Barton Gellman in The Atlantic on the potential implications of Moore v. Harper for presidential elections (if, a big if, any independent state legislature holding in the congressional election context extends to presidential elections, too).
To understand the stakes, and the motives of Republicans who brought the case, you need only one strategic fact of political arithmetic. Six swing states—Pennsylvania, Michigan, Wisconsin, Arizona, Georgia, and North Carolina—are trending blue in presidential elections but ruled by gerrymandered Republican state legislatures. No comparable red-trending states are locked into Democratic legislatures. . . .
If you give the legislature a blank check on the manner of appointing presidential electors, then a Republican majority could—in the most muscular version of ISL—simply disregard a Biden victory in the state’s popular vote and appoint Trump electors instead. . . .
But if the Supreme Court adopts the ISL doctrine in Moore, the argument that Texas made will become a model in 2024. The conditions that Texas cited in its argument are almost always present in contemporary elections. Legislatures pass laws on the conduct of the vote, but election administrators have to interpret those laws and set implementing rules such as precinct locations, polling times, and counting procedures. State courts sometimes mandate changes in the rules to comply with their state constitutions. It’s all but impossible to conduct an election without making rules or choices that the legislature did not specifically authorize.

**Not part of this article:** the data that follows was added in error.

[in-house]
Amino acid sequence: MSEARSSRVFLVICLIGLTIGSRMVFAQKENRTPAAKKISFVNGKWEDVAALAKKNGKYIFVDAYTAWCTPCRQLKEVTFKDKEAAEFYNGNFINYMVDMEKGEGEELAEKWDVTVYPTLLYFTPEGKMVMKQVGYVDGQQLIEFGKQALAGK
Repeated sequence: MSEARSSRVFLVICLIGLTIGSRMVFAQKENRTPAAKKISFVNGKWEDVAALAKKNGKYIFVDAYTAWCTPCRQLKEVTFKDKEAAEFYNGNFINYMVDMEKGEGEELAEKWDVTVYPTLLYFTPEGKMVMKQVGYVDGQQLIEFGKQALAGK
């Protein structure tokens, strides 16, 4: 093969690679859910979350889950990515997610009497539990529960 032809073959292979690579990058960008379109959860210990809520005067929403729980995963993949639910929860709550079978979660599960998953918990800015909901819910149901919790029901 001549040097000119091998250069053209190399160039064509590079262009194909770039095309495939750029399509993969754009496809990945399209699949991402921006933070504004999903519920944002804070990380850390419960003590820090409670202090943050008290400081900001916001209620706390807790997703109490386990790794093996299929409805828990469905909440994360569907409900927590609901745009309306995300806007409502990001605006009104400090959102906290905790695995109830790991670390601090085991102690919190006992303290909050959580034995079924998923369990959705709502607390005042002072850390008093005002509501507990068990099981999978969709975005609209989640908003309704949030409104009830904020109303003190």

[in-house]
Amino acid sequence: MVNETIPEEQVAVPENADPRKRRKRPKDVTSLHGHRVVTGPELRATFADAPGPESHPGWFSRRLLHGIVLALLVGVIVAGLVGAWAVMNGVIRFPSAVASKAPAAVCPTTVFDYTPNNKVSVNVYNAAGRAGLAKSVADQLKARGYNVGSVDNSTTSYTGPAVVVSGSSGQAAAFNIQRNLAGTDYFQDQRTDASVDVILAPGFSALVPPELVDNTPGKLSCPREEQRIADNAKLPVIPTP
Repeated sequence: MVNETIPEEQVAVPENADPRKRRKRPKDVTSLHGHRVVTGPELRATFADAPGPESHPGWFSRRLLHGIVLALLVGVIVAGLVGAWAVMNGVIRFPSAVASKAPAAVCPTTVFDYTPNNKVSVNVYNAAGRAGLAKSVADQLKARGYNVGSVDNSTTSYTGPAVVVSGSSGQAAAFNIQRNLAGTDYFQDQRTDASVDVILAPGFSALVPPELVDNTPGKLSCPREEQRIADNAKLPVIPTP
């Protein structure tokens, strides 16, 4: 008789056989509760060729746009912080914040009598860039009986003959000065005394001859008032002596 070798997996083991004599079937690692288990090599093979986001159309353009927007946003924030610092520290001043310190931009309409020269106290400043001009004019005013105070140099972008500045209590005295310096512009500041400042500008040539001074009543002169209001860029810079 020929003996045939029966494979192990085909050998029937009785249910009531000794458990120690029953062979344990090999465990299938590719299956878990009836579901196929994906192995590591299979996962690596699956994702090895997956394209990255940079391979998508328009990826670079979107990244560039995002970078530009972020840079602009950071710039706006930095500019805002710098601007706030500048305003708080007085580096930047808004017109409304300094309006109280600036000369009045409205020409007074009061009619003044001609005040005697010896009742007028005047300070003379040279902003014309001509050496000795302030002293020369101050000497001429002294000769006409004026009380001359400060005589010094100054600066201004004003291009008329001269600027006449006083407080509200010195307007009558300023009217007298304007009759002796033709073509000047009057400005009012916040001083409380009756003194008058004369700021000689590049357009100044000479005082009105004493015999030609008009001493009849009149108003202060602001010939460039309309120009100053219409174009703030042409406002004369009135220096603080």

The pernicious threat of ISL, wrote Richard L. Hasen, an election-law expert at UCLA, is that “a state legislature dominated by Republicans in a state won by Democrats could simply meet and declare that local administrators or courts have deviated from the legislature’s own rules, and therefore the legislature will take matters into its own hands and choose its own slate of electors.”